EVIDENCE ON RESUSCITATIVE TEE
Several studies have demonstrated the feasibility to train emergency physicians and intensivists to use TEE at the point-of-care, and recognized its potential to enhance echocardiographic examination and improve decision making in critically ill patients, in the ICU and Emergency Department settings. In 2017, the American College of Emergency Physicians published a statement supporting the use of TEE in the Emergency Department.
The following references are a selection of published literature relevant to the performance of resuscitative TEE. A weekly PubMed search will keep this section up-to-date.
Blaivas Case Series (Cardiac Arrest)
The first publication and arguably one of the most important papers, is this case series published in resuscitation in 2008 by Michael Blaivas.
In this case series Dr. Blaivas reports the first experience of an emergency physician - performed TEEs using a focused protocol specifically in cardiac arrest patients.
These cases were selected from among 15 TEE resuscitation cases occurring over a 6-month period at a large tertiary care emergency department.
Sim-Based TEE Training is feasible
Building on the experience reported by Blaivas, several years later in 2015 Robert Artnfield and colleagues from Western University in London Ontario, Canada, reported their single center experience, conducting brief and focused TEE training on a group of 14 emergency physicians.
In this study they report that following a 4-hour didactic and simulation based workshop, these physicians were able to adequately obtain and interpret TEE views and acceptable retention of this skill at 6 weeks. Of course, there are several limitations to this study, but it was the first report describing the feasibility to train providers in this focused protocol with a simulation based workshop.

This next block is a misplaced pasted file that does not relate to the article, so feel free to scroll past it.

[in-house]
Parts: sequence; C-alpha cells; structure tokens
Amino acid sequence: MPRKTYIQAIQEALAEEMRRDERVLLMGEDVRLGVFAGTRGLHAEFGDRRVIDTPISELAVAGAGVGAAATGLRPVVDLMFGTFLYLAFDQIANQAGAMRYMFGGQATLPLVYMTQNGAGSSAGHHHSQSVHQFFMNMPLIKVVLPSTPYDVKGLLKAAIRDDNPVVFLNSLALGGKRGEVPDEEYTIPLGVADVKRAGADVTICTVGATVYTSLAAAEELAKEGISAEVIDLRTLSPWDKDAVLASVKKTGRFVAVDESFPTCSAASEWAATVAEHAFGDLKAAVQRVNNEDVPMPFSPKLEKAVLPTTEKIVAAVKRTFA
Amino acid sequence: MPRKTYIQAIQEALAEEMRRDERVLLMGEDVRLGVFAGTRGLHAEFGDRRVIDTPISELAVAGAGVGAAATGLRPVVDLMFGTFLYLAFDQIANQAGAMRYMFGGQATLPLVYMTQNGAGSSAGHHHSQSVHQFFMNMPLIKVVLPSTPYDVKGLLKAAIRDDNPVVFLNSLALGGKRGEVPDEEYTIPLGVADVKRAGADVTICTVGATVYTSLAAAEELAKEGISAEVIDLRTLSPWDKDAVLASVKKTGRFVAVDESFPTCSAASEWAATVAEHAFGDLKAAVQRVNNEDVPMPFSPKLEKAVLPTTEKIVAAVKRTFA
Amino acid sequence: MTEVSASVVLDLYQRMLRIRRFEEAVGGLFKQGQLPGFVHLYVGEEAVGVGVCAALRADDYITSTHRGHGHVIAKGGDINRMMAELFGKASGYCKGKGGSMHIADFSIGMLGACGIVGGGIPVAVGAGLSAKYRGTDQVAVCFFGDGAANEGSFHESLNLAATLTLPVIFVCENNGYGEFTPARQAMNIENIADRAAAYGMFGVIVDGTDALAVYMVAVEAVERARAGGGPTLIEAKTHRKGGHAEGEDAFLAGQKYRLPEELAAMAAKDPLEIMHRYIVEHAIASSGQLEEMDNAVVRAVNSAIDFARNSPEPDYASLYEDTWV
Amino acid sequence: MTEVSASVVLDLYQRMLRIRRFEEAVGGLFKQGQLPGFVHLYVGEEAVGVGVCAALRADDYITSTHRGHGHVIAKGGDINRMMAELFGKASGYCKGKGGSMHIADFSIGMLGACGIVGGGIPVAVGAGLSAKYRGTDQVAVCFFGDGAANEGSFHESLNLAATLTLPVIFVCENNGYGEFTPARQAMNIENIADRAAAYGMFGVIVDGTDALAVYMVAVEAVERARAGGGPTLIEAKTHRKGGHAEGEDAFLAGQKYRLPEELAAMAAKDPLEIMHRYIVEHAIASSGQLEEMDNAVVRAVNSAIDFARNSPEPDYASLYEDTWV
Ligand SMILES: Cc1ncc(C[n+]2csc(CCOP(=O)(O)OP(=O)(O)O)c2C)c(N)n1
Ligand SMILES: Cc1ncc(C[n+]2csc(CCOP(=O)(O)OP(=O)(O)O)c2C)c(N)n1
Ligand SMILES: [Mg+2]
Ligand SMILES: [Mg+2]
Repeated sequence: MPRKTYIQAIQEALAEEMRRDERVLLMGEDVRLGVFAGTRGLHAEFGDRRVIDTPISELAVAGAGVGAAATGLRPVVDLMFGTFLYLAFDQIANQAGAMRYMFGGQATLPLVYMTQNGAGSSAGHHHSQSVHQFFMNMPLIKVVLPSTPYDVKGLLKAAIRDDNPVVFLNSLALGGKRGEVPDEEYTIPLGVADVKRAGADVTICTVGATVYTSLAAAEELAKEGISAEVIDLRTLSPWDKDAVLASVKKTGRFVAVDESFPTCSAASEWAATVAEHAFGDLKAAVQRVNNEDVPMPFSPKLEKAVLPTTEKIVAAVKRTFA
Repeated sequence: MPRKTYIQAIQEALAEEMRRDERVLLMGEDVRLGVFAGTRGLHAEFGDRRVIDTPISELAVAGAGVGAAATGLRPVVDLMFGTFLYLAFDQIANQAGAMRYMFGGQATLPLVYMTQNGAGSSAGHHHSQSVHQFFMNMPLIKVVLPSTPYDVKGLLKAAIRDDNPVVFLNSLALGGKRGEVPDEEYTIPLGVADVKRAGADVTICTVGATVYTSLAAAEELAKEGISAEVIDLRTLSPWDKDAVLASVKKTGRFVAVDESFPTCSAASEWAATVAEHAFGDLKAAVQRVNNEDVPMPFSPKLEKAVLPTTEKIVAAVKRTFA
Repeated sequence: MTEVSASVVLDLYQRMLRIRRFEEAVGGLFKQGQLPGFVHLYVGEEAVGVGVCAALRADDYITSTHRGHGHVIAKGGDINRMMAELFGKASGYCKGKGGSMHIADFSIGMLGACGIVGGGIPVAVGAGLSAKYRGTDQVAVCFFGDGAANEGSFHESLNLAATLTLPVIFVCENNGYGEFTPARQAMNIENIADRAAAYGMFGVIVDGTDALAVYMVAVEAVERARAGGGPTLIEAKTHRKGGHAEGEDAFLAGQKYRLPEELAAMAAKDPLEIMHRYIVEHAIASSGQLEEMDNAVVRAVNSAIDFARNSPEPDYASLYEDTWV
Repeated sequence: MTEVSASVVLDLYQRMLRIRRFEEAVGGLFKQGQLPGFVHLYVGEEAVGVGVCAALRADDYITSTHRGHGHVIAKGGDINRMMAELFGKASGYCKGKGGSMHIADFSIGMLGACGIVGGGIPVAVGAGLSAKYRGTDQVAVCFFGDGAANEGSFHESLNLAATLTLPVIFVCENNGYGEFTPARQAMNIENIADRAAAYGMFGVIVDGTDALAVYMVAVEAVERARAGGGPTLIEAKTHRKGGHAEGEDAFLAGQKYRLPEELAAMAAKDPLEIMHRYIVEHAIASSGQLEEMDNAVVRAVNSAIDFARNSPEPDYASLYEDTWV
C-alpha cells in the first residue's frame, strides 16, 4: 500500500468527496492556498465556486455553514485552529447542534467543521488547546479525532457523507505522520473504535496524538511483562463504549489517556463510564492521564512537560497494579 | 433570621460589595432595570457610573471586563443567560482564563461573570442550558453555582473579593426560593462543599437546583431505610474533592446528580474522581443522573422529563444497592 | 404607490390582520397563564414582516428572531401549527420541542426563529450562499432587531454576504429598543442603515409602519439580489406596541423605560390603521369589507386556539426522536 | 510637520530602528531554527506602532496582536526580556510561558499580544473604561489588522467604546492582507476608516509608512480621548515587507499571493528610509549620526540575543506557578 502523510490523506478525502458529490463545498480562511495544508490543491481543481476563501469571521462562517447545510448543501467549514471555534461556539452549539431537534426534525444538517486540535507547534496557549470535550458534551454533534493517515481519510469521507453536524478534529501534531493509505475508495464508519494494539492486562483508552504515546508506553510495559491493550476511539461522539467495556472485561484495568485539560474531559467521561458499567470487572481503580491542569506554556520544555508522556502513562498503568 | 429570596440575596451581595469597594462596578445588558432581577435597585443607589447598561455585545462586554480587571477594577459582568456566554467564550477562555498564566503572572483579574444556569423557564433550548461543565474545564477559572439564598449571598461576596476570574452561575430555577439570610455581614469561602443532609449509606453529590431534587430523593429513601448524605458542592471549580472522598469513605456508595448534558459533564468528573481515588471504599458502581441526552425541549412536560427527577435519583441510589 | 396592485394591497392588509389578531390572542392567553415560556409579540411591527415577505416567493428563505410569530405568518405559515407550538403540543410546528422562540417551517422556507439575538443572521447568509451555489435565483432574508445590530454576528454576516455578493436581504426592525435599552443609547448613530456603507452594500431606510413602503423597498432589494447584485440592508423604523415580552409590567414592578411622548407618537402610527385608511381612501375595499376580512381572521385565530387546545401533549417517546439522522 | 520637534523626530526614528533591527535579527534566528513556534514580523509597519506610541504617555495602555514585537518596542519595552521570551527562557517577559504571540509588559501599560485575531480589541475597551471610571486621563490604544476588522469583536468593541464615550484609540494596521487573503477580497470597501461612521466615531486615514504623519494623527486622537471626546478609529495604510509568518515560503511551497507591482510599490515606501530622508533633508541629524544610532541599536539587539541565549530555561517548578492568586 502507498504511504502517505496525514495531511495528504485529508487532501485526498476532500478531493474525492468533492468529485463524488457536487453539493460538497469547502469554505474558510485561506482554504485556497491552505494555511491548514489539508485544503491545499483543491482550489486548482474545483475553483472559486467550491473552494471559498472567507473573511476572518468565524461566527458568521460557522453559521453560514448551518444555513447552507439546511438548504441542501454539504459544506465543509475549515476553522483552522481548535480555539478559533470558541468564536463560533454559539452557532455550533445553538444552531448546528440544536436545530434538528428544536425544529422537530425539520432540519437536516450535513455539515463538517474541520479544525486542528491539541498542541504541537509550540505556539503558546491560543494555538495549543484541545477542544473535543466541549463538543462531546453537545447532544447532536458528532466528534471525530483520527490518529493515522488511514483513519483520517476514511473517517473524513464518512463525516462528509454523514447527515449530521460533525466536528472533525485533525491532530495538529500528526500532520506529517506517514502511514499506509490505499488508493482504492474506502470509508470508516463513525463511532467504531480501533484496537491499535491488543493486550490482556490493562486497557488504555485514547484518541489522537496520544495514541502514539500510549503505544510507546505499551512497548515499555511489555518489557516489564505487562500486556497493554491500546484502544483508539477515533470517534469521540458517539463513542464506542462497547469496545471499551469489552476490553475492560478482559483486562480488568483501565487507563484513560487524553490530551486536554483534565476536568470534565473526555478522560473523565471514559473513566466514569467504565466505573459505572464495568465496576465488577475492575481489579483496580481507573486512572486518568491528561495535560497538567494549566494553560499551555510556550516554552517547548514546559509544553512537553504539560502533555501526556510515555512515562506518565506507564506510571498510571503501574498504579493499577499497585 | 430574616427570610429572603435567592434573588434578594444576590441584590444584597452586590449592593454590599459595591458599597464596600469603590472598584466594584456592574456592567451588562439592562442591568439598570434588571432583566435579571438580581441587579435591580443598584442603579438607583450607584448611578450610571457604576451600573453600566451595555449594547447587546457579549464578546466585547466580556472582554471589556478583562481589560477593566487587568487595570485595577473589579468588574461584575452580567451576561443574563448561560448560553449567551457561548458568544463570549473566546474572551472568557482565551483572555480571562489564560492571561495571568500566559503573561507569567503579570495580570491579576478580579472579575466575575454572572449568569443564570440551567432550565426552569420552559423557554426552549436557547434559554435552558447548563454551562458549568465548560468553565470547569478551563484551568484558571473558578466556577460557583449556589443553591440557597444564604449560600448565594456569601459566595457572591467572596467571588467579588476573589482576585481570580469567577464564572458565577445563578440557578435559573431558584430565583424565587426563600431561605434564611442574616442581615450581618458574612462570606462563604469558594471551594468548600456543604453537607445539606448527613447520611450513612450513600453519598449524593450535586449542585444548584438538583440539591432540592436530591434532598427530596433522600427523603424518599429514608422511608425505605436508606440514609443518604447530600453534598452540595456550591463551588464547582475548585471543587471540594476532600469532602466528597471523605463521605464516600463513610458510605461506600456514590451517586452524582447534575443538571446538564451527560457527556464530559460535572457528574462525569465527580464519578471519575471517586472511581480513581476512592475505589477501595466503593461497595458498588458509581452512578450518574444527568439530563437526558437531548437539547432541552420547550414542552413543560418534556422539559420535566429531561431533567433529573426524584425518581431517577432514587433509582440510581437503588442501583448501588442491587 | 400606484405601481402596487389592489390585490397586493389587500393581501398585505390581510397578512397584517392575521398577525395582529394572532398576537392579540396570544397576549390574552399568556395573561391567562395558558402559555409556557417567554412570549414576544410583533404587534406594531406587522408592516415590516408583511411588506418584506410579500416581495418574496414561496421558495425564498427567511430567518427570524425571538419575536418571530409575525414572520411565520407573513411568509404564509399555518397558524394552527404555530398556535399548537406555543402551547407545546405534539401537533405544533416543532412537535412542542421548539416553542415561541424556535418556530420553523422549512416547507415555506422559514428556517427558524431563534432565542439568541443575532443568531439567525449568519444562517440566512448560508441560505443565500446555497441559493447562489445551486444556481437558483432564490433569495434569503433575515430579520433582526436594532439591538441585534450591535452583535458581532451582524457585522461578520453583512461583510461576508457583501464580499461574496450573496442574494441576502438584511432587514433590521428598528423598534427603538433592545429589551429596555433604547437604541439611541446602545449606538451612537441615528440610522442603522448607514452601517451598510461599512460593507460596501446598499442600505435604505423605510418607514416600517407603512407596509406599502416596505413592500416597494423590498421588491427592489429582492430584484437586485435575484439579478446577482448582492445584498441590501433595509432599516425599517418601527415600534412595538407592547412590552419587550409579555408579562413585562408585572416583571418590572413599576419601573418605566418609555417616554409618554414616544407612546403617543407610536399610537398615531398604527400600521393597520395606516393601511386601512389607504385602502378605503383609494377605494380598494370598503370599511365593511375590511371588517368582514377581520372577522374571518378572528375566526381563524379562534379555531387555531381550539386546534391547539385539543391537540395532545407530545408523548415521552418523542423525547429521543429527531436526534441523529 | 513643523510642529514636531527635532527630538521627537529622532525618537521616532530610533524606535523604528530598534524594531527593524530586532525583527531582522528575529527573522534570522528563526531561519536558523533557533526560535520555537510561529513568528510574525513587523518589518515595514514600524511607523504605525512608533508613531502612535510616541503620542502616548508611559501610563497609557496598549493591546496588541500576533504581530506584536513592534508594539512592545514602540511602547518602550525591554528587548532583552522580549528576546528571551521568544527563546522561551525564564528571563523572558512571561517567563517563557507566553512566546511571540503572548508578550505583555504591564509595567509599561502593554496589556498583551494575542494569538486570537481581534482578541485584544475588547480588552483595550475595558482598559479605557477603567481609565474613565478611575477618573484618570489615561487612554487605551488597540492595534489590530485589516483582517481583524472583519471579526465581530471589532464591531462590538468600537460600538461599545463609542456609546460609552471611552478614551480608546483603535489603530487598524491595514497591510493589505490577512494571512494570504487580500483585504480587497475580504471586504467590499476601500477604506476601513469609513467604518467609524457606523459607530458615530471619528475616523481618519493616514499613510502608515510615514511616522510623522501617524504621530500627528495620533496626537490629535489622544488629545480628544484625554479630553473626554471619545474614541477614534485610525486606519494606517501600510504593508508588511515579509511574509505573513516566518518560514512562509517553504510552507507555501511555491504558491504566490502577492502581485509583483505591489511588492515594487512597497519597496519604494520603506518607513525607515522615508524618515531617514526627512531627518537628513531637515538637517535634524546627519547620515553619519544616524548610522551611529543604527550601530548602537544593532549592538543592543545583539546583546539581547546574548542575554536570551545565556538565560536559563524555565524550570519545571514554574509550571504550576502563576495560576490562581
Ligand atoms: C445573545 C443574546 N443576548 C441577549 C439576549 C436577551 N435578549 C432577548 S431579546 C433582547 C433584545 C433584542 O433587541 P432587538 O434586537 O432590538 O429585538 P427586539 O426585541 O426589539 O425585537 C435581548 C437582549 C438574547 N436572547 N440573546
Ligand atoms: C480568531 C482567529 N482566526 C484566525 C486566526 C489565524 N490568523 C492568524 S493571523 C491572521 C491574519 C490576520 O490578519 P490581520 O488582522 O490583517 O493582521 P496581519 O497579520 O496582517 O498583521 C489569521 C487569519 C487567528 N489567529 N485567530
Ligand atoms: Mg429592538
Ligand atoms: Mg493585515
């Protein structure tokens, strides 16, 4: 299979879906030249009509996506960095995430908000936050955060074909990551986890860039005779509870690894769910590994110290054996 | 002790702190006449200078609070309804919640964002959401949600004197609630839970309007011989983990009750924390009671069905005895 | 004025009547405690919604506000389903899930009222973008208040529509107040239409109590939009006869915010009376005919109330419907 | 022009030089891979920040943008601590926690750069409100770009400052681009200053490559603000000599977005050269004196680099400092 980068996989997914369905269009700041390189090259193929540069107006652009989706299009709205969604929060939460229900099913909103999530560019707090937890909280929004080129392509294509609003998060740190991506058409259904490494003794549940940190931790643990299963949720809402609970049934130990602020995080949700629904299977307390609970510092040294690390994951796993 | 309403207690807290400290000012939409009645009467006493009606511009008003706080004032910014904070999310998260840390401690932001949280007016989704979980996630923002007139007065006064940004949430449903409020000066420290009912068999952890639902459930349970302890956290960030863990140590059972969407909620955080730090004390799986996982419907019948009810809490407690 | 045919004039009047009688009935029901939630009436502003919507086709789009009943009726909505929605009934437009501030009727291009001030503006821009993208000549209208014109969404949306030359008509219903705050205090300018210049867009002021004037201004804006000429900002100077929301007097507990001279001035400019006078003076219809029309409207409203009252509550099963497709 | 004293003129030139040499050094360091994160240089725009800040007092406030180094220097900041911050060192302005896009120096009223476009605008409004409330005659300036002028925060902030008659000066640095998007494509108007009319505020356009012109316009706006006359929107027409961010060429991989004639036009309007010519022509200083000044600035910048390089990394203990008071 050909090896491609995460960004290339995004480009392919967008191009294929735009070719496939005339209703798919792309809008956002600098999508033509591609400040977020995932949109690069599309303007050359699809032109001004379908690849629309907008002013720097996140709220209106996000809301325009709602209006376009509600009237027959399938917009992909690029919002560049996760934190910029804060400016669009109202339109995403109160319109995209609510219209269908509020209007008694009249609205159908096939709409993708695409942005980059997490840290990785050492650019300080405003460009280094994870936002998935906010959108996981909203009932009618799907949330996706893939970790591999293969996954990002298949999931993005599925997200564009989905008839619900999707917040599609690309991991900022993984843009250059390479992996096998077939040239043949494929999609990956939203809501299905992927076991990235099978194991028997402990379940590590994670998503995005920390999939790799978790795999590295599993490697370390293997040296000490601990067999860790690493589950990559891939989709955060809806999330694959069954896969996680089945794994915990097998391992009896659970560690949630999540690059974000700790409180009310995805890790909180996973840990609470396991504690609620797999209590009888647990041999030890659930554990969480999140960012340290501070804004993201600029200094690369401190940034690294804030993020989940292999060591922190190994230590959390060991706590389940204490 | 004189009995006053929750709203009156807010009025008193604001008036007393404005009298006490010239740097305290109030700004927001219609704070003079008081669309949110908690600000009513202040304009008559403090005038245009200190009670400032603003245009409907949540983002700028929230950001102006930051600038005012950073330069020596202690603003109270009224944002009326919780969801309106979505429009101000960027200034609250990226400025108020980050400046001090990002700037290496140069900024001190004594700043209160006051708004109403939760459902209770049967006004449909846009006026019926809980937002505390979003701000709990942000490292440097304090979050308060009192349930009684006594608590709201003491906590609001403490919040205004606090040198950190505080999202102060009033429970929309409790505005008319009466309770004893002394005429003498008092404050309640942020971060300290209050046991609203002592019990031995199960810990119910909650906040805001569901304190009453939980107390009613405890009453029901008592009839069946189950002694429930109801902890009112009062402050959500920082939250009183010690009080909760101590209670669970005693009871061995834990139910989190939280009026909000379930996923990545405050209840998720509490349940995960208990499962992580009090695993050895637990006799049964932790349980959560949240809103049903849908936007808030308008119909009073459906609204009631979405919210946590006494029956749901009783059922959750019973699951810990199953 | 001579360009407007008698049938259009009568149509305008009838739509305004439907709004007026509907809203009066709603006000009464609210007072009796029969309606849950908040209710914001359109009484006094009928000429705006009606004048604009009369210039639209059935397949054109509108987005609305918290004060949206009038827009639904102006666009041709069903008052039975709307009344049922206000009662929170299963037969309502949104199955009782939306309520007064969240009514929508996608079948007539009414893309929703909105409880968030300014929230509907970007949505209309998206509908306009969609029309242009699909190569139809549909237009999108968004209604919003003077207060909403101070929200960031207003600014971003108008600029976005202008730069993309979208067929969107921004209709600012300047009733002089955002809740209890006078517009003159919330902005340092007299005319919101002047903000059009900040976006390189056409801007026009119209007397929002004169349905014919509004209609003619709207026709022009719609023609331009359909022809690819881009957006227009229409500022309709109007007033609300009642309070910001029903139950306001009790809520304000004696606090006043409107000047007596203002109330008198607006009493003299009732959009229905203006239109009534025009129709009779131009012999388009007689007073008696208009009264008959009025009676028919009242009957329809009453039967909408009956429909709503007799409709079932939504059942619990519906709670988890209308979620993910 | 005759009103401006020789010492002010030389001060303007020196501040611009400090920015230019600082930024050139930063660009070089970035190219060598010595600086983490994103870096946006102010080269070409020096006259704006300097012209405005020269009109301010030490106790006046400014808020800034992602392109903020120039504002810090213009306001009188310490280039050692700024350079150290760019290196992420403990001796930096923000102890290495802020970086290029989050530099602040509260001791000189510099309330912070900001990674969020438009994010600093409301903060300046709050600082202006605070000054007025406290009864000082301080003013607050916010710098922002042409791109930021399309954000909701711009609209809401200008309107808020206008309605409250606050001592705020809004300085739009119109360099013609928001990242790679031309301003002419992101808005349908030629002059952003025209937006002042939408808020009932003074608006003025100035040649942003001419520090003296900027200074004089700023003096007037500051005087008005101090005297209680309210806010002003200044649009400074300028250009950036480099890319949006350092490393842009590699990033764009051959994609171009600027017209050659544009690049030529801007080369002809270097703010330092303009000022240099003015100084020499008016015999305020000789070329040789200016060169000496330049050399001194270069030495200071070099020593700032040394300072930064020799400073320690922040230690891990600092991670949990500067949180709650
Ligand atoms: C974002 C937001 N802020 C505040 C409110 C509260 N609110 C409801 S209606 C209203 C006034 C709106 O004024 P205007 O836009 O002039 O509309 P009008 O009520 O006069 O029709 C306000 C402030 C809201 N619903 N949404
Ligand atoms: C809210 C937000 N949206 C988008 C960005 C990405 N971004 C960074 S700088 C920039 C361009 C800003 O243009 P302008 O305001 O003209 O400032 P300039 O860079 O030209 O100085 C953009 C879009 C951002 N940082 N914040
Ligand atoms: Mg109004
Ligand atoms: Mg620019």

First TEE ED Program (Canada) Description
The third study, is the second publication from the same group published in the Journal of Emergency Medicine in 2016.
This was a retrospective review of all ED TEE examinations carried out between 2013 and 2015 at their institution.
The most common indications for TEE were intra-cardiac arrest care in 43%, post-arrest management in 26%, and undifferentiated hypotension in 40%.
TEE imparted a diagnostic influence in 78% of cases and impacted therapeutic decisions in 67% of cases.
Rol of TEE during ECMO cannulation (ECLS)
The next study, was a brief report from the group at University of Utah. In this study they describe their group’s experience of first 12 cases of ECLS, (Extracorporeal Life Support) which involves placing selected patients on ECMO during cardiac arrest resuscitation as a bridge to immediate survival. This is relevant to those performing TEE in emergency medicine because TEE was an integral part of the cannulation process. In 10 of the 12 cases, emergency physicians performing TEE were able to confirm the location of venous and arterial guidewires before moving to dilation and cannulation phase.
Many other centers performing ECMO in cardiac arrest are using TEE as integral part of their programs.
Sim-Based training is feasible #2
Another simulation based prospective educational cohort conducted by a group at VCU in Richmond, Virginia. In this study, following a didactic lecture, 40 emergency medicine residents underwent 3 simulation based training sessions over the course of 3 consecutive weeks, followed by an individual simulation-based assessment to test the residents ability to develop and interpret both normal views, as well as some of the most common findings seen in cardiac arrest (such as tamponade, fine ventricular fibrillation or asystole). This study showed that EM residents can rapidly perform TEE studies in a simulated cardiac arrest environment with a high degree of precision and accuracy.
ACEP Guidelines for TEE in Cardiac Arrest
The American College of Emergency Physicians (ACEP) has recently published a Policy Statement titled Guidelines for the use of Transesophageal Echocardiography in the ED for Cardiac Arrest. In this guideline, the objectives and limitations for focused TEE in cardiac arrest are described, and general guidance is provided regarding qualifications and responsibilities of clinicians performing examinations, as well as documentation, equipment, safety and quality control.